Millionaire art collector Charles Saatchi has announced a donation of modern sculptures worth an estimated £250,000 for public viewing.
Saatchi champions the work of British artists
The 34 works by 18 British artists during the 1990s will be handed over to the Arts Council Collection, which is run by the Hayward Gallery in London.
They will be seen at public exhibitions all over the country, starting at a new sculpture base for the collection, which opens in Yorkshire in June.
The Iraq-born businessman made a similar gesture in 1999, when 100 pieces were given to the collection and have since been lent to galleries nationwide.
The highlights of his second act of generosity include a "caravan giving birth to a trailer" and a set of dog's teeth.
Charles Saatchi said: "No institution does more than the Hayward Gallery on behalf of Arts Council England, to make contemporary art accessible through National Touring Exhibitions and loans to the nation's galleries and museums.
"It will give these artists a chance to be seen more widely across the country."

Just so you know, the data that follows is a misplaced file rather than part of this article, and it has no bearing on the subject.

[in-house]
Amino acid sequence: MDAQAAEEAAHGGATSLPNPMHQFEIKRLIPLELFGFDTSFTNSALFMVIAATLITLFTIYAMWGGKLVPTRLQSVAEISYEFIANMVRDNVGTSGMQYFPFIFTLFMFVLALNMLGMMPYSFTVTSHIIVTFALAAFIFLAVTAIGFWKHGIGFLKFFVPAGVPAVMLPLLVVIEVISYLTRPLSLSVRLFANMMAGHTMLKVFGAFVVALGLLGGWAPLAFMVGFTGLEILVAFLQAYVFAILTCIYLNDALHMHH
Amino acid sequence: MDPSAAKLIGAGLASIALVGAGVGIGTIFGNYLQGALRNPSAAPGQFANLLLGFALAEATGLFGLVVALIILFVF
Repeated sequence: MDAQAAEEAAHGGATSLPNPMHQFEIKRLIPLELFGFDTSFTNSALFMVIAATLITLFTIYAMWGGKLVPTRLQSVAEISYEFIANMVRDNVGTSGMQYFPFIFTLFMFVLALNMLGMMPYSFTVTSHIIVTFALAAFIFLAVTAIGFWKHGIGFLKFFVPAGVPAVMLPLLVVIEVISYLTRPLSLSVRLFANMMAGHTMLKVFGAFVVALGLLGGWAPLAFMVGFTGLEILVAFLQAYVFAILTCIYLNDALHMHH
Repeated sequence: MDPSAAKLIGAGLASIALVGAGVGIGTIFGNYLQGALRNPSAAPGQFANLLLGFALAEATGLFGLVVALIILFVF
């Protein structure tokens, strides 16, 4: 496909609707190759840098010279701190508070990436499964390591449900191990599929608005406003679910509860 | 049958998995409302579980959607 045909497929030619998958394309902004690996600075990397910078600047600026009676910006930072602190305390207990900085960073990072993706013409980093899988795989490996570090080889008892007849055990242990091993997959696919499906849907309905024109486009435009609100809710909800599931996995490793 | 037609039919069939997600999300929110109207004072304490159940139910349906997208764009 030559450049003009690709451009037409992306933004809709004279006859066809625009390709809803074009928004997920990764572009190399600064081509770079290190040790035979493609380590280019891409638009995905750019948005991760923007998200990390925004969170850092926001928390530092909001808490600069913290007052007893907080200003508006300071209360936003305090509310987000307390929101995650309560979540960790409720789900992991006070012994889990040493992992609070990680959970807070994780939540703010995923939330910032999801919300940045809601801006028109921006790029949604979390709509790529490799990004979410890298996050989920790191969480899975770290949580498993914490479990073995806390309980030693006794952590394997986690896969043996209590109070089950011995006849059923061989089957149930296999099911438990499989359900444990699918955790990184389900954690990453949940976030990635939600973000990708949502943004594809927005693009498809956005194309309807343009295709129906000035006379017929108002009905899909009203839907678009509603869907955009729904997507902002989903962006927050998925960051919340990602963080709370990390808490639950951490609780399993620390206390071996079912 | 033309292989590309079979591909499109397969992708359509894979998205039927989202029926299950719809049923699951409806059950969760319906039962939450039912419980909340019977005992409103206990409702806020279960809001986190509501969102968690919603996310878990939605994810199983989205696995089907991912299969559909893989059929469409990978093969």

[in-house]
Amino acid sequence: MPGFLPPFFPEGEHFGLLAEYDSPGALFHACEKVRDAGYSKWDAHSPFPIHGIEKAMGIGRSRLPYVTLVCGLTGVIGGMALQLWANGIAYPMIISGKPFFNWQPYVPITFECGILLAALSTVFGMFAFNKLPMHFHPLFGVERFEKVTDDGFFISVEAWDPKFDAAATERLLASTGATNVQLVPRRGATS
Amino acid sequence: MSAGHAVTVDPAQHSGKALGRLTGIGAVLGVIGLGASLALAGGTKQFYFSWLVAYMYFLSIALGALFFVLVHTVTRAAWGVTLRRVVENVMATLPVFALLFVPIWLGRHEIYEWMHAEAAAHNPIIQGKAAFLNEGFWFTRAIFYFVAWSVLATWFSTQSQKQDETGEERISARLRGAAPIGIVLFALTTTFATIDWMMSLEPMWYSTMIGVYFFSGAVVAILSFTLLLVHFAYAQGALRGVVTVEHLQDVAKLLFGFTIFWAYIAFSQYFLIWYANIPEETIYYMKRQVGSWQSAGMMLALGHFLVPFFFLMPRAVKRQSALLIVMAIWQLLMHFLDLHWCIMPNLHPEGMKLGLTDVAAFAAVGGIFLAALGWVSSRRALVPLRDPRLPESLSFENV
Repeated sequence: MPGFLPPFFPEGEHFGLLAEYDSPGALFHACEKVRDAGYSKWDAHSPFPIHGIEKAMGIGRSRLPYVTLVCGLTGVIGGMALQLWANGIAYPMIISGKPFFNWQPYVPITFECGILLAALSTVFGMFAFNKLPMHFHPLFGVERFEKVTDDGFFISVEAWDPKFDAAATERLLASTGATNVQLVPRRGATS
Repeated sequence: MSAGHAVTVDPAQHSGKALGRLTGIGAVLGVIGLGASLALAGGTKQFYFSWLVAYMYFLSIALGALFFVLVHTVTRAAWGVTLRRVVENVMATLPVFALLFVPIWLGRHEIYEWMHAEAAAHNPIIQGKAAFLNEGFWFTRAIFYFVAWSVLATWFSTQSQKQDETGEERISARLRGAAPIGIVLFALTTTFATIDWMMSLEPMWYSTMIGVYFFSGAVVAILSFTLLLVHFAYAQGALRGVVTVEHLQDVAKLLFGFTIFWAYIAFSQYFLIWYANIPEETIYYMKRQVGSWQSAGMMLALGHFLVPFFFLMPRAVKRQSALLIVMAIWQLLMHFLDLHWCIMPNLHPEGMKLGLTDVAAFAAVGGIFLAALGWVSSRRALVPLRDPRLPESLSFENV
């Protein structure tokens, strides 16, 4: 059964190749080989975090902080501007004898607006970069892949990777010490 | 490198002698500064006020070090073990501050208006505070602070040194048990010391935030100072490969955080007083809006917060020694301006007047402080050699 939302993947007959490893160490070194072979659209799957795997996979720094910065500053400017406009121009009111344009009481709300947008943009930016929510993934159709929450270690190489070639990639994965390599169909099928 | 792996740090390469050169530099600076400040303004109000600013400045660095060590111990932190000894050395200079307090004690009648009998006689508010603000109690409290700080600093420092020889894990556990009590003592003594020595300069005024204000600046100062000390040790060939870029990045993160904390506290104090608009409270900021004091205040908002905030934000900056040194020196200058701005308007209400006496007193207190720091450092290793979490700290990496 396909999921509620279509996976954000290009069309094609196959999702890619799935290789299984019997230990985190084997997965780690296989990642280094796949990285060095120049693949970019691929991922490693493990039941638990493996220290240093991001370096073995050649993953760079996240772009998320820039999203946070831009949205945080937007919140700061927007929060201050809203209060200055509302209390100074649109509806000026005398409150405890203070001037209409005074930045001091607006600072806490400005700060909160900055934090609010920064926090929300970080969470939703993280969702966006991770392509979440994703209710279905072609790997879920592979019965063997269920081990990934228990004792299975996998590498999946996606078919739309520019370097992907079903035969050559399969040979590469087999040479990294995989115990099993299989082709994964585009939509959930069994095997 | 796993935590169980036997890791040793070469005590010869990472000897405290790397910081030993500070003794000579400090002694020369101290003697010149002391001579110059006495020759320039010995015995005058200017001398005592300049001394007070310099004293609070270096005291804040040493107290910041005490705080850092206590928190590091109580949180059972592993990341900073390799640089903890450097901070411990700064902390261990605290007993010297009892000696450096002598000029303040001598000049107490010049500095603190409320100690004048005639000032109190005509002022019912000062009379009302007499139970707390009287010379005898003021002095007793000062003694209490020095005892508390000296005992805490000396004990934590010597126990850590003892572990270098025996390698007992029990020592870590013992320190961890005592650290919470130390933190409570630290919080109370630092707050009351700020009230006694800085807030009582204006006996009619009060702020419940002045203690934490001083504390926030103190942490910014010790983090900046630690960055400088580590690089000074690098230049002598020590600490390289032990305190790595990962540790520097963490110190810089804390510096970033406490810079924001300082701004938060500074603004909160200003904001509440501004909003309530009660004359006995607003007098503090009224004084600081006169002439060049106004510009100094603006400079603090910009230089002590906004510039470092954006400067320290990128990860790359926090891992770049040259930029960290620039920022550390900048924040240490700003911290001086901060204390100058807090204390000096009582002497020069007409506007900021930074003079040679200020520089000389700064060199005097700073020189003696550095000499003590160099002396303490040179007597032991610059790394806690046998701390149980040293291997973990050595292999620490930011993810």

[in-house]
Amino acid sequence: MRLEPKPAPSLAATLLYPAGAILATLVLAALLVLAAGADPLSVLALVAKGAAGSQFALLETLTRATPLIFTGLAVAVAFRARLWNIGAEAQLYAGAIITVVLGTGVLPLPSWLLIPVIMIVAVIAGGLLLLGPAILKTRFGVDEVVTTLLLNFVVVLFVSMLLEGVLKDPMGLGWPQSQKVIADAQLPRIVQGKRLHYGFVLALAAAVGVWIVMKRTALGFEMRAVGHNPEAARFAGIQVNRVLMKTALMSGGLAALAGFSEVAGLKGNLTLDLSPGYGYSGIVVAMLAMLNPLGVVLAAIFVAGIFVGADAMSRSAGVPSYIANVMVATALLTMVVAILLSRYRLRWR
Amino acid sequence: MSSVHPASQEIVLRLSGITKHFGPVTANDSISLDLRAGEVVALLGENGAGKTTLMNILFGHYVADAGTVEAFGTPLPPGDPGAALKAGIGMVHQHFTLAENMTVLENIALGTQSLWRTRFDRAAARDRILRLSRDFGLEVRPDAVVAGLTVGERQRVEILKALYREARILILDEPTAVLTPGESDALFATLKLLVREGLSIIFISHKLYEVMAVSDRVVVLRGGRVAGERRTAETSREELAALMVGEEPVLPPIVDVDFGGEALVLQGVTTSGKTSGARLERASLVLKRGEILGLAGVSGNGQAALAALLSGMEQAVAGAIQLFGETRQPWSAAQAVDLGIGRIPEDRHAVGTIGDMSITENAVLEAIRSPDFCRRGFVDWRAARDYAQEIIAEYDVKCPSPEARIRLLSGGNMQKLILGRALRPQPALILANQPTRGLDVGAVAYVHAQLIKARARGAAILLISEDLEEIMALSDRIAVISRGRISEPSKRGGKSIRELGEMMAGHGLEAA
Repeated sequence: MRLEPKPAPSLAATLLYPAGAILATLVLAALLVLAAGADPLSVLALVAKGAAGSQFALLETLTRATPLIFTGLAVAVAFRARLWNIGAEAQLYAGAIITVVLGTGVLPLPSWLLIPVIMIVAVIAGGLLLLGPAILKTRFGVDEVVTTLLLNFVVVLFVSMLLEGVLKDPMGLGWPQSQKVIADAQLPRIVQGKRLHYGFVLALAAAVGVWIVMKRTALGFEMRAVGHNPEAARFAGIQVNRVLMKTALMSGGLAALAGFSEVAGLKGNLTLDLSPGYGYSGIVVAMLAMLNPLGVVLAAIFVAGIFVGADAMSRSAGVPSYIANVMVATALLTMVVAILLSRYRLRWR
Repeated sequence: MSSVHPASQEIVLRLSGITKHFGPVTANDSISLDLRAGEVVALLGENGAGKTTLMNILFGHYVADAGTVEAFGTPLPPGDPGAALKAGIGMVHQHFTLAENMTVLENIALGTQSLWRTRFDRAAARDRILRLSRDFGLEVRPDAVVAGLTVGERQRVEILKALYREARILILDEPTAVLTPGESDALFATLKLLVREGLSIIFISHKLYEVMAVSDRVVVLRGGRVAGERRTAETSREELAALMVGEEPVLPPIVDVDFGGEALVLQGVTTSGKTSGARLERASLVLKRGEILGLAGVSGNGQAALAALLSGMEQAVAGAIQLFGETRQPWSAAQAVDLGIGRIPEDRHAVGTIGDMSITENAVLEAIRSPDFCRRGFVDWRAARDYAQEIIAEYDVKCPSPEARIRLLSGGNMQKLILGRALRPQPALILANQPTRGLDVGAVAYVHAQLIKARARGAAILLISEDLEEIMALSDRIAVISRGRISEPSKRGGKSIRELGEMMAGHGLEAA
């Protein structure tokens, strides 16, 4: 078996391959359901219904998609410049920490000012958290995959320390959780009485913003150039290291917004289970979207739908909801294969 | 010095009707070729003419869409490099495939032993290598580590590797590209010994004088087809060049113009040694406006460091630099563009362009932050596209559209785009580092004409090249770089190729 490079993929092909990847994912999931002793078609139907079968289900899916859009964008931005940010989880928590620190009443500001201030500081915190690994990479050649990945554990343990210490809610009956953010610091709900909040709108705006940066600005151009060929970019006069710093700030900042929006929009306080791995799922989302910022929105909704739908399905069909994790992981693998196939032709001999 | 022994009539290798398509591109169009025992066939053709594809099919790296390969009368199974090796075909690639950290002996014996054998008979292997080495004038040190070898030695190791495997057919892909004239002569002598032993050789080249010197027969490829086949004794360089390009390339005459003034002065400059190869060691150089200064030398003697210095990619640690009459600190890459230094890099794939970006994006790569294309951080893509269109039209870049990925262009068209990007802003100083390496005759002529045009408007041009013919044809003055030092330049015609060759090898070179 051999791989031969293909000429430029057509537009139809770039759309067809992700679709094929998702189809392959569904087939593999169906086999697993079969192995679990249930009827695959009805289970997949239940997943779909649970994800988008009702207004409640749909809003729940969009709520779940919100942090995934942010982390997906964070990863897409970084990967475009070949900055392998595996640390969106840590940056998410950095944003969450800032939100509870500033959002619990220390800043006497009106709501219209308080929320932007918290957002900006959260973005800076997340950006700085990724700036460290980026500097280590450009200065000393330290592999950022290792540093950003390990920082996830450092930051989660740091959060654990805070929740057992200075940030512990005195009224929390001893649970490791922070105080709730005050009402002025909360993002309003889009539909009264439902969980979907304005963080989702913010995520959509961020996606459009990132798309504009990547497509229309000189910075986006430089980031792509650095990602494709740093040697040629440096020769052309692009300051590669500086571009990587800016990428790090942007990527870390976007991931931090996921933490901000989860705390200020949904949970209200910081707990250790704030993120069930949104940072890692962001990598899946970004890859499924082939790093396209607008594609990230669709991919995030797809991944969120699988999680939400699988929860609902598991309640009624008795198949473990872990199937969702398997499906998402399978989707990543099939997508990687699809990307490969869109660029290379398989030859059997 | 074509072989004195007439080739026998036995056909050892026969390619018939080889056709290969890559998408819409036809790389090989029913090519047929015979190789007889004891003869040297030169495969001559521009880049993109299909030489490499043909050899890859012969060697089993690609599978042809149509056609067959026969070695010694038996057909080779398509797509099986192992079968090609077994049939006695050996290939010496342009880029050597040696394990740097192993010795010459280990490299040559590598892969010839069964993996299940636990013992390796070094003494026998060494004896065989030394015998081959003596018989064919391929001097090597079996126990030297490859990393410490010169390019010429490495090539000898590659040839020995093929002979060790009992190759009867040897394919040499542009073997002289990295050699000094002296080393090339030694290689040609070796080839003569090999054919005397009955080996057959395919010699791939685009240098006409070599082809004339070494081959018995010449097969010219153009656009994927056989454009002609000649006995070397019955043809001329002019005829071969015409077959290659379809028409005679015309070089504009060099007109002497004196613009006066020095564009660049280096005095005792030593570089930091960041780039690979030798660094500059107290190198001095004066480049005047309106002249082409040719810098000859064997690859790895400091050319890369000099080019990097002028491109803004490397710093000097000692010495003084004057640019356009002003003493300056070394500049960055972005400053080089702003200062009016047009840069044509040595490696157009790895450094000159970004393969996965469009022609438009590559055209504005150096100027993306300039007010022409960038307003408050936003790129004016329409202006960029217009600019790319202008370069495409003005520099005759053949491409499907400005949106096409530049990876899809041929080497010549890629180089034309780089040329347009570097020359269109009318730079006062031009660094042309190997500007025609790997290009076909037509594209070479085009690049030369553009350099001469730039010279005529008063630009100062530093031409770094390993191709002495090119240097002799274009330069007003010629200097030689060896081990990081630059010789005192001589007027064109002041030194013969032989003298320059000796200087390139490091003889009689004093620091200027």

While the body deals with arts in England, the works are expected to tour other parts of the UK and possibly abroad.
The advertising magnate will open a new art gallery at London's County Hall next month.
The director of visual arts at Arts Council England, Marjorie Allthorpe-Guyton, said: "Charles Saatchi has done more than almost any other art patron to introduce the work of young British artists to a wider public.
"His second gift is an especially welcome addition to the collection and brings a new perspective to the 90s artists represented in the collection."
Amongst the major works being donated are:
- John Frankland's untitled full-size silver shed, 1994
- Siobhan Hapaska's Far, described as an opalescent fibreglass cloud, 1995
- Mark Quinn's I Need an Axe to Break the Ice, a latex balloon cocooned in glass, 1992
- Richard Wilson's Facelift, a full-size caravan giving birth to a trailer, 1991
- Jordan Baseman's 1995 Based On Actual Events - made from dogs' teeth and dental acrylic.
The first sighting of the works will be alongside 500 sculptures at the Longside Gallery in Yorkshire Sculpture Park in June.
The Arts Council Collection was launched in 1946 and is now the largest loan collection of modern and contemporary British art in the world.
It contains around 7,400 works, including paintings, sculpture, installations, works on paper, photographs, film and video.